How can Notes from the Underground be considered an existentialist novel?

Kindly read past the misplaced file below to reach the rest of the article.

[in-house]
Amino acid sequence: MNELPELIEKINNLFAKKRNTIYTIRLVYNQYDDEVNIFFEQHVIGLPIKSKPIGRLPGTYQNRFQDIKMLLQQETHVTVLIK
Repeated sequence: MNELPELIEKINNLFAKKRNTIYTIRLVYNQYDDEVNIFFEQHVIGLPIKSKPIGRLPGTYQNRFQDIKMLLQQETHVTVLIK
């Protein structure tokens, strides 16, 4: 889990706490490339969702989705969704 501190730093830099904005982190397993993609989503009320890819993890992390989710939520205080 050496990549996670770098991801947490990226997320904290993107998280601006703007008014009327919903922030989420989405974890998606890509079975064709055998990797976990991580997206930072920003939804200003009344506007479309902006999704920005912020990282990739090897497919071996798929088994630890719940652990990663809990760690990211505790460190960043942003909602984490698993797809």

I think that Dostoevsky's work is considered an existentialist work because it openly declares that there is little in way of transcendent totality in human consciousness. Dostoevsky's "underground man" is the existentialist protagonist. He exists, without any sort of sanctuary and refuge from the pain and agony that exists consciousness. His predicament and the manner in which he is depicted fulfills many of the conditions of existentialism. The lack of faith in God or religious exploration is one such way in which the protagonist, the "angry man," is an existentialist character. Little in him represents the idea that there is an external and transcendent end capable of achievement in consciousness. There is freedom in the life of the angry man, another tenet of existentialism. The freedom to live one's life and actually live in a state of perpetual hurt and resentment is another condition present in the novel that is akin to existentialist ideas. This helps to bring to light the idea that there is a search for meaning and identity which is a part of the existentialist ideas as well as the angry man's condition in the world, one in which there is little in way of solidity, and one where there is constant flux and change.